Stand Out From the Crowd and Stay One Step Ahead of Copycat Competitors

Copycats. Just when you thought you’d left these middle school nuisances behind, you see something come across your Instagram feed that looks shockingly familiar. A little too familiar… You overhear a newcomer to a networking event with an elevator pitch that you’ve heard before. That you’ve delivered before… Copycat competitors are lurking everywhere, regardless of what industry you work in. And with the proliferation of online content and widely shared ideas, it’s easier than ever for someone to pick up your trail and start mimicking your every move. If you haven’t experienced copycat competition yet, chances are, you will at some point down the road. Since getting off the Internet and conducting business by smoke signal isn’t exactly a viable option, how can you set yourself apart and stay one step ahead of your copycat competition? And are there any ways that copycats can actually help you stand out from the crowd? Read on to learn more about how you can stay ahead of your copycats and mute their impact. Step One: Own Your Niche Chances are, if you have a business of any sort, you also have a niche. Whether you cater to Colorado newlyweds seeking unique honeymoon itineraries or repair air conditioners in government buildings, you know your market and how to reach them. When you work your niche, you gain visibility in and develop strong relationships with others in that niche. Typically, you don’t have a lot of competition within that niche, and you stand out from the crowd simply because it’s such a specialized portion of the market. When copycats try to enter the scene, they may be watching your moves and try to gain an…

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Should You Hire a Graphic Designer or a Graphic Artist?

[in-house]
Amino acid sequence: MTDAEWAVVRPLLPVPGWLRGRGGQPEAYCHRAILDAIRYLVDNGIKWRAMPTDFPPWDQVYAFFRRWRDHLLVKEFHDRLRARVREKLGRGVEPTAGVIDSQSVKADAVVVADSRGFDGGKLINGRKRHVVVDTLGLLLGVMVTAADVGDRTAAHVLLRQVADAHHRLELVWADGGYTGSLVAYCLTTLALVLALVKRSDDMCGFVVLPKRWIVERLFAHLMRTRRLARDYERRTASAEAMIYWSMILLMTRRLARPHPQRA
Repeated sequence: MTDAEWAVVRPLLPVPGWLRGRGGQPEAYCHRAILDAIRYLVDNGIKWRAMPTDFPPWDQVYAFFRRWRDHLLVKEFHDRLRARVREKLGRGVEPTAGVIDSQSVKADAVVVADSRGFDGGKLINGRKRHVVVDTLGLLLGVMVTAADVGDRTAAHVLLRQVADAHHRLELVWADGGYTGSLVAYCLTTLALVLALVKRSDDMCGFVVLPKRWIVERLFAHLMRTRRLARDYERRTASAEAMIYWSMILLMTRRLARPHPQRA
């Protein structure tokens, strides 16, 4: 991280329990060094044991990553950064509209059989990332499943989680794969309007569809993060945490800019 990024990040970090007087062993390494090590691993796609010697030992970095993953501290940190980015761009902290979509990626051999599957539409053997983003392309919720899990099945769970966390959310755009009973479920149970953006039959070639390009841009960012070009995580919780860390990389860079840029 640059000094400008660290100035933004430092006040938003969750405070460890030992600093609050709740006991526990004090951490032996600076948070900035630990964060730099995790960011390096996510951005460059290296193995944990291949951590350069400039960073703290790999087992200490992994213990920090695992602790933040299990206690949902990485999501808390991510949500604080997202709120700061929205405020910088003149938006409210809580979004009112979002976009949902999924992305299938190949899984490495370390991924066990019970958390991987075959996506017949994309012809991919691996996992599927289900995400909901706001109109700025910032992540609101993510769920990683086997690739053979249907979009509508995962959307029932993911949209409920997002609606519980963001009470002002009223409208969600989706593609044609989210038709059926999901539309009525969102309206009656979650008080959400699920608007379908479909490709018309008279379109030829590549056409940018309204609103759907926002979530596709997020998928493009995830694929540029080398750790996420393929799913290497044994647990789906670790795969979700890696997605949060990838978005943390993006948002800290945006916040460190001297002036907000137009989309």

Who should you seek out — a Graphic Designer or a Graphic Artist? The answer to this question is actually fairly simple ­— if you consider what you have to work with and what you want to accomplish. Customers often ask me to work on a project as a Graphic Designer without realizing that what they really need is a Graphic Artist. When I meet with a client and they request art to be created from their ideas rather than use their images and information to communicate, I often have to redirect them. Graphic Designers and Graphic Artists have many similarities when they sit down at the keyboard - they both use similar software and work with design elements, after all. But the “ingredients” they begin with and the creations they end up with differ as significantly as the kitchen creations that a chef or a baker might produce. Before you search out either a Graphic Designer or a Graphic Artist, consider what you have on hand now and what you want to have at the completion of the project. [text_with_frame id="368c1dbfefba91dceb946d322e0e86bc" content="‹¨›p‹˜›‹¨›em‹˜›If you find this article helpful consider giving it a share‹¯›nbsp;‹¨›/em‹˜›?‹¨›/p‹˜›" line_color="rgba(0,0,0,.07)" text_font="body" heading_font="heading" animation="none" animation_speed="2" animation_delay="0" __fw_editor_shortcodes_id="e6852c2dacc162bc8c34ba646905e841" _fw_coder="aggressive"][/text_with_frame]   Does a Graphic Designer Best Fit Your Needs?   Does one (or more) of the following statements describe your graphic branding situation? You currently have a strong visual platform. You are looking for a mode to communicate something. You want to reach an audience with your established branding but just need the optimal visual medium for your message. You have a strong company image, numerous product photos and/or technical guides already in use. You know who you want…

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